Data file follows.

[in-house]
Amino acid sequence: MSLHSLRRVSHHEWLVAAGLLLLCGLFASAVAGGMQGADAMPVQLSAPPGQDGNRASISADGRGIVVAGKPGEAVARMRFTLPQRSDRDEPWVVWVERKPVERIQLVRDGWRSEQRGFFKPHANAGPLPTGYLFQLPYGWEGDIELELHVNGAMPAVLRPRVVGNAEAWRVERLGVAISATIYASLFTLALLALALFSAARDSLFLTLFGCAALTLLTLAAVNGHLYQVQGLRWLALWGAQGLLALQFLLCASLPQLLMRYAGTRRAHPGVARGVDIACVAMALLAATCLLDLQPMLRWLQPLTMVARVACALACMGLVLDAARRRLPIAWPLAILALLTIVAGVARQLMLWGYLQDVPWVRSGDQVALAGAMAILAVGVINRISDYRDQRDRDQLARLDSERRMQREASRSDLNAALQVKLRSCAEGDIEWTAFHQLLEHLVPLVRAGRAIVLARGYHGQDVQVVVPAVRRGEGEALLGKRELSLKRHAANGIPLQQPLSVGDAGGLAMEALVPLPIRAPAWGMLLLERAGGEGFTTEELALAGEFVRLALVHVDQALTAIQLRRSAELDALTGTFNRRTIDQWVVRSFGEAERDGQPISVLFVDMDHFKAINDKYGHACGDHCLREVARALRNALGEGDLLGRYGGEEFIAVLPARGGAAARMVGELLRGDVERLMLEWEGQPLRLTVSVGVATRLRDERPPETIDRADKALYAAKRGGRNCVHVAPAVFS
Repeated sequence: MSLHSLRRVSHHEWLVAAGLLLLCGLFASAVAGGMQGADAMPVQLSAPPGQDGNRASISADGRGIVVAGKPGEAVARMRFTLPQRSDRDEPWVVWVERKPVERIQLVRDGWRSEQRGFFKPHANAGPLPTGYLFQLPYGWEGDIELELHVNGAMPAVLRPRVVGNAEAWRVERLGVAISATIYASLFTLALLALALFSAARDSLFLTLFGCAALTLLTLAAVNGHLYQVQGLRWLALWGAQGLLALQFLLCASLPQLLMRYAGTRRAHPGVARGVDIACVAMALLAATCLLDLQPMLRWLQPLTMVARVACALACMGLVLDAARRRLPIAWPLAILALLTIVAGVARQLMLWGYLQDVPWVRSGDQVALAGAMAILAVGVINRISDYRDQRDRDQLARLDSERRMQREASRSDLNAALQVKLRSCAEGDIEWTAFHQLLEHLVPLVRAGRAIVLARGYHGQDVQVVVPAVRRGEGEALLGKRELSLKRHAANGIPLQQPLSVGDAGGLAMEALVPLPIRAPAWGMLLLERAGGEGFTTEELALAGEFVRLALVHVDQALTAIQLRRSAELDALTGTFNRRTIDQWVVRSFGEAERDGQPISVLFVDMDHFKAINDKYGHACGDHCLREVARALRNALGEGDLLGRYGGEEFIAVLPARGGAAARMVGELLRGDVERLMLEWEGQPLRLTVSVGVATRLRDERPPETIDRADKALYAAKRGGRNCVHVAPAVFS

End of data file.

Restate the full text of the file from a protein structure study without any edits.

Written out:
[in-house]
Amino acid sequence: MSLHSLRRVSHHEWLVAAGLLLLCGLFASAVAGGMQGADAMPVQLSAPPGQDGNRASISADGRGIVVAGKPGEAVARMRFTLPQRSDRDEPWVVWVERKPVERIQLVRDGWRSEQRGFFKPHANAGPLPTGYLFQLPYGWEGDIELELHVNGAMPAVLRPRVVGNAEAWRVERLGVAISATIYASLFTLALLALALFSAARDSLFLTLFGCAALTLLTLAAVNGHLYQVQGLRWLALWGAQGLLALQFLLCASLPQLLMRYAGTRRAHPGVARGVDIACVAMALLAATCLLDLQPMLRWLQPLTMVARVACALACMGLVLDAARRRLPIAWPLAILALLTIVAGVARQLMLWGYLQDVPWVRSGDQVALAGAMAILAVGVINRISDYRDQRDRDQLARLDSERRMQREASRSDLNAALQVKLRSCAEGDIEWTAFHQLLEHLVPLVRAGRAIVLARGYHGQDVQVVVPAVRRGEGEALLGKRELSLKRHAANGIPLQQPLSVGDAGGLAMEALVPLPIRAPAWGMLLLERAGGEGFTTEELALAGEFVRLALVHVDQALTAIQLRRSAELDALTGTFNRRTIDQWVVRSFGEAERDGQPISVLFVDMDHFKAINDKYGHACGDHCLREVARALRNALGEGDLLGRYGGEEFIAVLPARGGAAARMVGELLRGDVERLMLEWEGQPLRLTVSVGVATRLRDERPPETIDRADKALYAAKRGGRNCVHVAPAVFS
Repeated sequence: MSLHSLRRVSHHEWLVAAGLLLLCGLFASAVAGGMQGADAMPVQLSAPPGQDGNRASISADGRGIVVAGKPGEAVARMRFTLPQRSDRDEPWVVWVERKPVERIQLVRDGWRSEQRGFFKPHANAGPLPTGYLFQLPYGWEGDIELELHVNGAMPAVLRPRVVGNAEAWRVERLGVAISATIYASLFTLALLALALFSAARDSLFLTLFGCAALTLLTLAAVNGHLYQVQGLRWLALWGAQGLLALQFLLCASLPQLLMRYAGTRRAHPGVARGVDIACVAMALLAATCLLDLQPMLRWLQPLTMVARVACALACMGLVLDAARRRLPIAWPLAILALLTIVAGVARQLMLWGYLQDVPWVRSGDQVALAGAMAILAVGVINRISDYRDQRDRDQLARLDSERRMQREASRSDLNAALQVKLRSCAEGDIEWTAFHQLLEHLVPLVRAGRAIVLARGYHGQDVQVVVPAVRRGEGEALLGKRELSLKRHAANGIPLQQPLSVGDAGGLAMEALVPLPIRAPAWGMLLLERAGGEGFTTEELALAGEFVRLALVHVDQALTAIQLRRSAELDALTGTFNRRTIDQWVVRSFGEAERDGQPISVLFVDMDHFKAINDKYGHACGDHCLREVARALRNALGEGDLLGRYGGEEFIAVLPARGGAAARMVGELLRGDVERLMLEWEGQPLRLTVSVGVATRLRDERPPETIDRADKALYAAKRGGRNCVHVAPAVFS